An Exposition of English Insects, including the several Classes of Neuroptera, Hymenoptera, & Diptera, or Bees, Flies, & Libellulae, exhibiting on 51 Copper Plates near 500 Figures, accurately drawn, & highly finished in Colours, from Nature, the whole minutely described, arranged, & named according to the Linnean System, with Remarks; the Figures of a great Number of Moths, not in the Aurelian Collection, formerly published by the same Author, and a Plate with an Explanation of Colours, are likewise given in the Work.

London, White and Robson, 1782.

4to, viii, [9]-166, [4], with engraved title, coloured frontispiece, and 51 plates (of which 50 hand-coloured); without the ‘Scheme of Colours’ plate; text in 2 columns, English and French; lightly toned, slight offsetting, marginal paper-flaw to R1; a broad copy, uncut in early nineteenth-century half red roan with marbled sides, spine gilt in compartments and lettered directly in gilt; worn, bumped and chipped at extremities, rebacked in paper; early twentieth-century bookseller’s ticket ‘Myers & Co.’ to upper pastedown, later bookplate of H. Stanley Marcus.

£950

Approximately:
US $1297€1106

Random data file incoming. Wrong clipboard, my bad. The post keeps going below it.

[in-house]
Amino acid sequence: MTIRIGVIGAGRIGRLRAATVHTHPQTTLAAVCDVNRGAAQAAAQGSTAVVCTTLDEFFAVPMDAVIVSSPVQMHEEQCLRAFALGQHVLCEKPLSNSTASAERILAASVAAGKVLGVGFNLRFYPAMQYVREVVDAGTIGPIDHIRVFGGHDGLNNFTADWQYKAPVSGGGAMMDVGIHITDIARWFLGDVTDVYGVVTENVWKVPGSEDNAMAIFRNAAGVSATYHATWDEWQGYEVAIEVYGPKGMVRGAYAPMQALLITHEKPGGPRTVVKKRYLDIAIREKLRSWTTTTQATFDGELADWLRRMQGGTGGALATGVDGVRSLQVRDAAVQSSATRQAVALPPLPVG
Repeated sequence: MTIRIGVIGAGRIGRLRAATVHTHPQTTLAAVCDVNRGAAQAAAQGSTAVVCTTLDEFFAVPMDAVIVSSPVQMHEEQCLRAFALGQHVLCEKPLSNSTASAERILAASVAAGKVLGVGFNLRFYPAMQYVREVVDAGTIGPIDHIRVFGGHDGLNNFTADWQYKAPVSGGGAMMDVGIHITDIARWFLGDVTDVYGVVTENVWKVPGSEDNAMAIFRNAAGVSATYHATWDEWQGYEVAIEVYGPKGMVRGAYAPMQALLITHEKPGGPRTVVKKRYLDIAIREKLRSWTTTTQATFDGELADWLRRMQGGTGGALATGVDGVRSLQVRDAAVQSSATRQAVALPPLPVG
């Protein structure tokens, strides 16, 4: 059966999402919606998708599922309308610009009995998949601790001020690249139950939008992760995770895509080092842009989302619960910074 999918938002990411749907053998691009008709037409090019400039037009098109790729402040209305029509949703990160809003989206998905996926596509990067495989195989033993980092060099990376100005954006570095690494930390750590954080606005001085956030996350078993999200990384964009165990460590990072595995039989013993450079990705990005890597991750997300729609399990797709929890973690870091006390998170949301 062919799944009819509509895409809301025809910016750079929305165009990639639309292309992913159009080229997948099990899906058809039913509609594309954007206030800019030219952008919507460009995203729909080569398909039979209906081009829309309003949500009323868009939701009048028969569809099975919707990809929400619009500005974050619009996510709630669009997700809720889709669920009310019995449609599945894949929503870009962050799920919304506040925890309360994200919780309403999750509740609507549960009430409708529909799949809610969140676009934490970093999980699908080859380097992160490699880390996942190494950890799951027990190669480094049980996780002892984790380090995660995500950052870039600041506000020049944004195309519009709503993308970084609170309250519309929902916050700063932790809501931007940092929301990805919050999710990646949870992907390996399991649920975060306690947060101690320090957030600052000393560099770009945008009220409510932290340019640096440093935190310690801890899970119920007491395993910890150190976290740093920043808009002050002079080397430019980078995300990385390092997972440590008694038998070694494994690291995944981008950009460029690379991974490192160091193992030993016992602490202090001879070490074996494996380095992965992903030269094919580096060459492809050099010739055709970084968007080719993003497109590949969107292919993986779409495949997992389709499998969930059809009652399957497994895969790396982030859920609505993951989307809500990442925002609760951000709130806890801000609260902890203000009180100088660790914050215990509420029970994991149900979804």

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An Exposition of English Insects, including the several Classes of Neuroptera, Hymenoptera, & Diptera, or Bees, Flies, & Libellulae, exhibiting on 51 Copper Plates near 500 Figures, accurately drawn, & highly finished in Colours, from Nature, the whole minutely described, arranged, & named according to the Linnean System, with Remarks; the Figures of a great Number of Moths, not in the Aurelian Collection, formerly published by the same Author, and a Plate with an Explanation of Colours, are likewise given in the Work.

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Second edition of Harris’s ‘principal scientific work’ (ODNB), incorporating his important treatise establishing the classification of insects by wing venation. ‘I have kept so far as this method was agreeable to, and did not interfere with the plan, which I have adopted, of a strict adherence to a Natural System, separating the classes by such nice though strong distinctions, that the observer at first sight of an insect (if it be of the Diptera or Hymenoptera) shall be capable of not only knowing the class it refers to, but at the same time to what order and section of that class, and this by the wings only’ (preface).

Harris ‘was, it is believed, the first to draw attention to the importance of wing neuration in the classification of lepidoptera and upon this principle he arranged the species in his published works, illustrating them in colour with a high degree of accuracy’ (Lisney, p. 156).

ESTC T33877.

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